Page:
UPGRADE AN M2-SYSTEM?
Based on Apple’s presentation and current specs, while the M3 family is faster, it is not so much faster as to require upgrading any M2 system. Why? Because an M2 Max SoC already handles every form of video editing up to 12K.
As well, an M2 Pro or M2 Max chip can easily edit up to 40 streams of 4K multicam media, depending upon the speed of your storage.
Apple reports that the M3 is about 20% faster than the M2 – and the M2 is already fast enough. There’s no big benefit to M2 editors in upgrading.
UPGRADE AN M1-SYSTEM?
Compared to M1 systems, Apple reports speed improvements with the M3 family between 35 – 200%. If you principally edit, you won’t see much difference. But if you principally render, the speed benefit might be significant.
I currently own and use an M1 Pro MacBook Pro. It meets all my editing needs, but I principally edit, not render.
If your current M1 computer feels slow for the work you are doing, an upgrade will improve things. However, keep in mind that the image and audio quality between ANY two computers will be the same. What you are buying is speed, not quality.
UPGRADE AN OLDER MAC PRO?
Yes. The M3 Max blows the doors off any Intel-based Mac Pro, with the exception of those needing PCIe cards as part of their workflow. There, the M2 Mac Pro is the better choice.
Speed improvements from 5 – 10X should be expected.
UPGRADE AN INTEL-BASED MAC?
Generally, yes, because you need to transition to Apple silicon because in a few more years, Apple won’t support Intel gear.
A CAUTION: However – and this is important – there is a big lag in scientific software moving to Apple silicon. My sister, who is an atmospheric scientist, can’t leave Intel Macs because the software she needs doesn’t support these new chips.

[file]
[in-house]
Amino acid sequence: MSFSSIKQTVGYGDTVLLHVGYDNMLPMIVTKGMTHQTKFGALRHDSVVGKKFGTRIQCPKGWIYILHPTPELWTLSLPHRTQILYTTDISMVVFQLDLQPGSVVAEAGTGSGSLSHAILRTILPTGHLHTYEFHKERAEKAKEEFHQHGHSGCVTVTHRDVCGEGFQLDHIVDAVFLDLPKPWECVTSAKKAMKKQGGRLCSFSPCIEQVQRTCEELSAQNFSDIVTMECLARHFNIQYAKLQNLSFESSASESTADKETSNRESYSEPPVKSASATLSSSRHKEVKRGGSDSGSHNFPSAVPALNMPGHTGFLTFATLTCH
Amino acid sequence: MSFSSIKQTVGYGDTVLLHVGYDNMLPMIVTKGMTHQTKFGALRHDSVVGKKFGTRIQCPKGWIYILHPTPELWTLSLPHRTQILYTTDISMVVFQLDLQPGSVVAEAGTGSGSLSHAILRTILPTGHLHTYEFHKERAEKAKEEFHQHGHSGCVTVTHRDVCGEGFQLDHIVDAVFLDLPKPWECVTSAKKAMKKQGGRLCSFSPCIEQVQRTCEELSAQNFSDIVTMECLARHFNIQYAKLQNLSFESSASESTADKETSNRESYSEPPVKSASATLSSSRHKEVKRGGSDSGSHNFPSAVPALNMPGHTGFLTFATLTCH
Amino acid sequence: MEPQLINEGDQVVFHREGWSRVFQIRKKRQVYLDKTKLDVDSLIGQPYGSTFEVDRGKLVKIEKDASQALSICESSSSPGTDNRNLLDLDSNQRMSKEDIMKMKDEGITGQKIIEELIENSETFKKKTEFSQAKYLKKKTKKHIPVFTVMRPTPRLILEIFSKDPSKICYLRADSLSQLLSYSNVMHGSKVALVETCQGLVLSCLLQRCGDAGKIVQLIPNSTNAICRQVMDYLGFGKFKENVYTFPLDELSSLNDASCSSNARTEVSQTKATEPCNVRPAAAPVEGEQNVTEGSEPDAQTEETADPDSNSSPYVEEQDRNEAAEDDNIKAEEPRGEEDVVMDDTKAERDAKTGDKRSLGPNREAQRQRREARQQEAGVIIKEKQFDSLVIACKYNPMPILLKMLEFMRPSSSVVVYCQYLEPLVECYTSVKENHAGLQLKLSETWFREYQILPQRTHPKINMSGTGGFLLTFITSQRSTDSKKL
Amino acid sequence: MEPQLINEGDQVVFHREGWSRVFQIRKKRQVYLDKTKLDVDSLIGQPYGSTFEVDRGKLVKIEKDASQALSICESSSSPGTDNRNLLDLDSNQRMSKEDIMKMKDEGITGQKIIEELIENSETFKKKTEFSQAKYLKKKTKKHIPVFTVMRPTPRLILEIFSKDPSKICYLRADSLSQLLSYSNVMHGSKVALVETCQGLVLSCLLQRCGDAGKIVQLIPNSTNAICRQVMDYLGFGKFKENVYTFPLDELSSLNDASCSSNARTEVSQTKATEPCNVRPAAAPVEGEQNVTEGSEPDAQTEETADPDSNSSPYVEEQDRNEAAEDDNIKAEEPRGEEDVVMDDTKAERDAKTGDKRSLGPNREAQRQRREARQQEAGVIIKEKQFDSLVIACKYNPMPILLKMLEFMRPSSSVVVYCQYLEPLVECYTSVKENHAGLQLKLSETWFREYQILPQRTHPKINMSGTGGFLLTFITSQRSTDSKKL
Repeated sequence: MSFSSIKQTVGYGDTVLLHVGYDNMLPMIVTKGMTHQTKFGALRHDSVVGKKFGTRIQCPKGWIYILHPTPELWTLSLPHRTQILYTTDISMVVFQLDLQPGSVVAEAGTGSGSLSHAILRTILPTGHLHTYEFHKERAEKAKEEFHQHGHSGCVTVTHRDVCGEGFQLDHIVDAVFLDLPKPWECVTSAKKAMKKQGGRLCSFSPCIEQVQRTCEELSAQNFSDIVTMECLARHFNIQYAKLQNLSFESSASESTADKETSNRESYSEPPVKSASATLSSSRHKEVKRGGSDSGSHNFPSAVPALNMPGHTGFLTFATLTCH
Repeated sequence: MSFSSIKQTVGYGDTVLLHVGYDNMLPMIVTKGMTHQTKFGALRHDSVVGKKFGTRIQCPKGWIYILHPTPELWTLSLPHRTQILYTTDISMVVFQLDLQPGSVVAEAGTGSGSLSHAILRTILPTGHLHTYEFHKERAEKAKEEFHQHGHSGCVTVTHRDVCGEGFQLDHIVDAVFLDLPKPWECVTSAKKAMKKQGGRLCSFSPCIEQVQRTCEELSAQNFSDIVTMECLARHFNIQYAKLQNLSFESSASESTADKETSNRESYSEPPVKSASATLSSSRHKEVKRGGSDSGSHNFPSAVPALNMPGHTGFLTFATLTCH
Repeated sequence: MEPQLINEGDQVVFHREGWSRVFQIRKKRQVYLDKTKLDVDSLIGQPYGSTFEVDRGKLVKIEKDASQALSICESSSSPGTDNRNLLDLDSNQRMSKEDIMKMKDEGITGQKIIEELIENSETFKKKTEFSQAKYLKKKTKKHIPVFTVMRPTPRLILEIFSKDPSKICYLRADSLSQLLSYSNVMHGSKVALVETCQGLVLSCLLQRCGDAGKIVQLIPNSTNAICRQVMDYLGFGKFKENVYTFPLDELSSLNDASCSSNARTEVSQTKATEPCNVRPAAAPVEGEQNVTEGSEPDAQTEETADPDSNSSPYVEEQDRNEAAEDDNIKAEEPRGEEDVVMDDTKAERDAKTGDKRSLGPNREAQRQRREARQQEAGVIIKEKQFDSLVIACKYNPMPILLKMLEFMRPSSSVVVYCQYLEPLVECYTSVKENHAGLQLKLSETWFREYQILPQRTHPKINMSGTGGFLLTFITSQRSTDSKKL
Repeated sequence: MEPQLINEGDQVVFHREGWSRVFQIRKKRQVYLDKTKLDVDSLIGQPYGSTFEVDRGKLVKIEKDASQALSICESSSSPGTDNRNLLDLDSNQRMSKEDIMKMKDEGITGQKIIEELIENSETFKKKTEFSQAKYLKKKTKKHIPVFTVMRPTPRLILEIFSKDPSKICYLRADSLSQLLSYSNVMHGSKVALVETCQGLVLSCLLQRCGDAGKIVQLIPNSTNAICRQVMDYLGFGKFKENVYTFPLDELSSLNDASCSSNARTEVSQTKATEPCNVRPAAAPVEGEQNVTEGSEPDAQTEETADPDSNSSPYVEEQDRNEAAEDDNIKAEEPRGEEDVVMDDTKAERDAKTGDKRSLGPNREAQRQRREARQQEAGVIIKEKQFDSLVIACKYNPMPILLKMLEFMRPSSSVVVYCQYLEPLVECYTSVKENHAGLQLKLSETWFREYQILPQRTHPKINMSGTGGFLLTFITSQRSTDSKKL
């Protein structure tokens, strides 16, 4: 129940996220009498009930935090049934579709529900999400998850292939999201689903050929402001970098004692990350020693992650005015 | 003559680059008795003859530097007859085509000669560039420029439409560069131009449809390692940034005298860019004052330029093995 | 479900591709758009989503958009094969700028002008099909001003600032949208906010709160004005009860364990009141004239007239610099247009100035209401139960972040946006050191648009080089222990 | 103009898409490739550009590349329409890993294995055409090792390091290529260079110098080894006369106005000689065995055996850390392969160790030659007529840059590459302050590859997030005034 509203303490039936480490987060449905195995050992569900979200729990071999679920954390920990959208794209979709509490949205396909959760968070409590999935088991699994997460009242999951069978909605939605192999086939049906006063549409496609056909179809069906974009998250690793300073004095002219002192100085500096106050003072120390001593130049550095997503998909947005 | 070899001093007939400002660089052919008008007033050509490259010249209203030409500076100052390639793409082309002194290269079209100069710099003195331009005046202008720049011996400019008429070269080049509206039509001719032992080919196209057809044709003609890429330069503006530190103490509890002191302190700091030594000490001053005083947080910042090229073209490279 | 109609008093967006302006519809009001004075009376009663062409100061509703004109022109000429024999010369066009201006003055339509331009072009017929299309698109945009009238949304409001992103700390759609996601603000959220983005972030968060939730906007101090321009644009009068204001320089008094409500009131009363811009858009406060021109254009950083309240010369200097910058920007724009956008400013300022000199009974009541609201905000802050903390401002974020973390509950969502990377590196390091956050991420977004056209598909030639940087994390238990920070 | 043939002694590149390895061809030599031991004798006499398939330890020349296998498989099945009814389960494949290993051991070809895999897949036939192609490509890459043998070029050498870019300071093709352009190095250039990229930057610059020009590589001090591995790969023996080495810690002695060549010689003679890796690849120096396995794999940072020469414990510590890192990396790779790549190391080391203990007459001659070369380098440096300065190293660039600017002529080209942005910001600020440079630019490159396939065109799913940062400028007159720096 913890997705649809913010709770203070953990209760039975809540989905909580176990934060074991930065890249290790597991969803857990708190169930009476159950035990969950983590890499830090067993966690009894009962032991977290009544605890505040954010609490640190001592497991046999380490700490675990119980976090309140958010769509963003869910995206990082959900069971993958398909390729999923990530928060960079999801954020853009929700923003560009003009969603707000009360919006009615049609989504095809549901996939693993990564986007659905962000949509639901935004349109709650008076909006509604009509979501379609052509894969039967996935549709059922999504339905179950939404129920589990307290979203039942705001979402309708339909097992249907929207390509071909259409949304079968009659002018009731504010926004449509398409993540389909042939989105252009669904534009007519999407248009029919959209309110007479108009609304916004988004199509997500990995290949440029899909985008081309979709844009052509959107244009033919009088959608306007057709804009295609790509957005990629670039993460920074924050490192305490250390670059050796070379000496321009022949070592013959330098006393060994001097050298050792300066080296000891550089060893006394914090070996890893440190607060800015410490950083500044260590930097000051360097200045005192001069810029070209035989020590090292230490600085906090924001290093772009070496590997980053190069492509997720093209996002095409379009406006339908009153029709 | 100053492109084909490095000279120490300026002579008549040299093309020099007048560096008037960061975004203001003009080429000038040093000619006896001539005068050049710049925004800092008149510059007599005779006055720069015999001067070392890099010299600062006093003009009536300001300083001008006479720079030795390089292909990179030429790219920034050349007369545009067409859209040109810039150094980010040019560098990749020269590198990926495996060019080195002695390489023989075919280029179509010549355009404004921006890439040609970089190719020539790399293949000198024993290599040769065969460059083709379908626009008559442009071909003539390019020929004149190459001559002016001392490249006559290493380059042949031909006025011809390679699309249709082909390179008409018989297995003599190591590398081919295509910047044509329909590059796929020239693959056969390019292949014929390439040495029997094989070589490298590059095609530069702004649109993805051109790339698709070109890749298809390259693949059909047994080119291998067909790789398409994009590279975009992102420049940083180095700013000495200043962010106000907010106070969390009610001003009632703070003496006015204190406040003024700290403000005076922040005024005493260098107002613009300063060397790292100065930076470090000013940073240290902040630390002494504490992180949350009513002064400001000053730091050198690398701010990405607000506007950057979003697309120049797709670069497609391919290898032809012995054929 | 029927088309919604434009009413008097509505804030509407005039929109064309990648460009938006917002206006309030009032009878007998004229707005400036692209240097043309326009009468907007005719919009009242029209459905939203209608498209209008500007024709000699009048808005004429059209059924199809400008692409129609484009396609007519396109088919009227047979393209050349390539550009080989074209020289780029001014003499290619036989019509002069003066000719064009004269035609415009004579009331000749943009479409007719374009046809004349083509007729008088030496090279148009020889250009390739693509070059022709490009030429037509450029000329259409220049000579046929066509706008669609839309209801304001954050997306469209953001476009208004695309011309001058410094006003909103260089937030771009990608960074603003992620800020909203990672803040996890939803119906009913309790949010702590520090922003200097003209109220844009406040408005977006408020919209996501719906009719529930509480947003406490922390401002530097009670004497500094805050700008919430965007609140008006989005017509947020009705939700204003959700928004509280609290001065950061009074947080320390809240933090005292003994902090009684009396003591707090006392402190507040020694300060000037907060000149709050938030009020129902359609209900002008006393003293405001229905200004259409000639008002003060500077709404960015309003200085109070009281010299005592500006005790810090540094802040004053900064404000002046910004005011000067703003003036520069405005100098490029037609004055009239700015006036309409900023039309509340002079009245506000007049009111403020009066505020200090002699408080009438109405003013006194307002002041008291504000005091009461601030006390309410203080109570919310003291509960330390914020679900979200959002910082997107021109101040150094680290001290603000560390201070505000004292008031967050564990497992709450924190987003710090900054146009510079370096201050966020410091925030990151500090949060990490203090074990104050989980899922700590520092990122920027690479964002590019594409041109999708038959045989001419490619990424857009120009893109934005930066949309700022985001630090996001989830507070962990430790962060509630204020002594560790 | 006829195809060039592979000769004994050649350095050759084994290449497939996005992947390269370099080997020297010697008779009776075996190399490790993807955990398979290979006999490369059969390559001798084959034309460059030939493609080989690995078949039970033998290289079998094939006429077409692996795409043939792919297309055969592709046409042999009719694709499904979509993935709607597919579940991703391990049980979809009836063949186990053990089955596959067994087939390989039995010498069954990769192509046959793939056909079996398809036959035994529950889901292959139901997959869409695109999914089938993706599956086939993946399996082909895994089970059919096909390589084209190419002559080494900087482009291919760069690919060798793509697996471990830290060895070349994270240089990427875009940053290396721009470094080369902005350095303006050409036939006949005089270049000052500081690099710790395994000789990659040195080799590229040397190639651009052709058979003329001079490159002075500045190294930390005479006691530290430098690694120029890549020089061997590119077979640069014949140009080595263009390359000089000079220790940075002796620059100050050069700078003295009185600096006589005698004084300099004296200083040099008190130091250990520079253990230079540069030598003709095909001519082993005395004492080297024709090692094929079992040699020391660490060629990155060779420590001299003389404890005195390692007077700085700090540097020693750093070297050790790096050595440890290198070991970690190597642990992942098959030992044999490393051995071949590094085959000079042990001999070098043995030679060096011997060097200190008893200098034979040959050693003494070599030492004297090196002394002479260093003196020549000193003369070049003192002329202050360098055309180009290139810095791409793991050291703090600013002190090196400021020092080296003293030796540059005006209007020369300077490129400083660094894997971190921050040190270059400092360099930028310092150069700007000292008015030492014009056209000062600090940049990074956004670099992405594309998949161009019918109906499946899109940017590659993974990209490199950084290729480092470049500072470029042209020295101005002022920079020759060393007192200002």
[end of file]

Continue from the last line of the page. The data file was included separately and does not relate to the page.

But, if you aren’t involved in scientific research, Apple silicon is multiple times faster than any Intel system. Testing my M2 Max Mac Studio showed performance gains between 5 – 15X compared to a 2017 iMac with an i5 CPU. M3 systems will be even faster.
ANOTHER CAUTION. If you are running older software, you will also need to upgrade to macOS Sonoma to run this new hardware. That means a lot of older software, fonts, plug-ins – maybe even media – won’t work. Do your research to determine the impact on your studio and expect to spend a day or two making the conversion. (It took me a day to bring a new Mac Studio online.)
Apple silicon is the future – and the future looks VERY bright. But the transition from an older system to a new one will have bumps. The longer you wait, the bigger those bumps will be.
IS AN M3-SERIES COMPUTER REALLY NECESSARY?
No. Of course not. You are successfully editing now on much older gear. But the march of technology does not stop. While the gear you have now will run for years, Apple won’t support it for years.
In general, Apple supports hardware for about seven years after initial release. After that, you are locked into the operating system and software that runs on your gear. I know editors who are happily editing on 2009 Mac Pros running Final Cut Pro 7. That’s perfectly fine as long as the gear keeps running.
But, when it breaks, you have a problem.
WHAT DOES THE FUTURE HOLD
It takes four years to develop a new M-series chip. This means Apple is probably currently developing:
And each will be faster than the ones before it – because that’s how technology works. There will always be a newer, faster system “just around the corner.” This new M3 family continues Apple’s development of stunning new chips. A trend that will continue long into the future.
Whether an M3 computer is right for you is something only you can decide. Personally, I would wait for test results and real-world analysis before making a final decision. In all likelihood, you won’t need a top-of-the-line computer to get your work done quickly and well.
But is Apple silicon the future? Absolutely yes.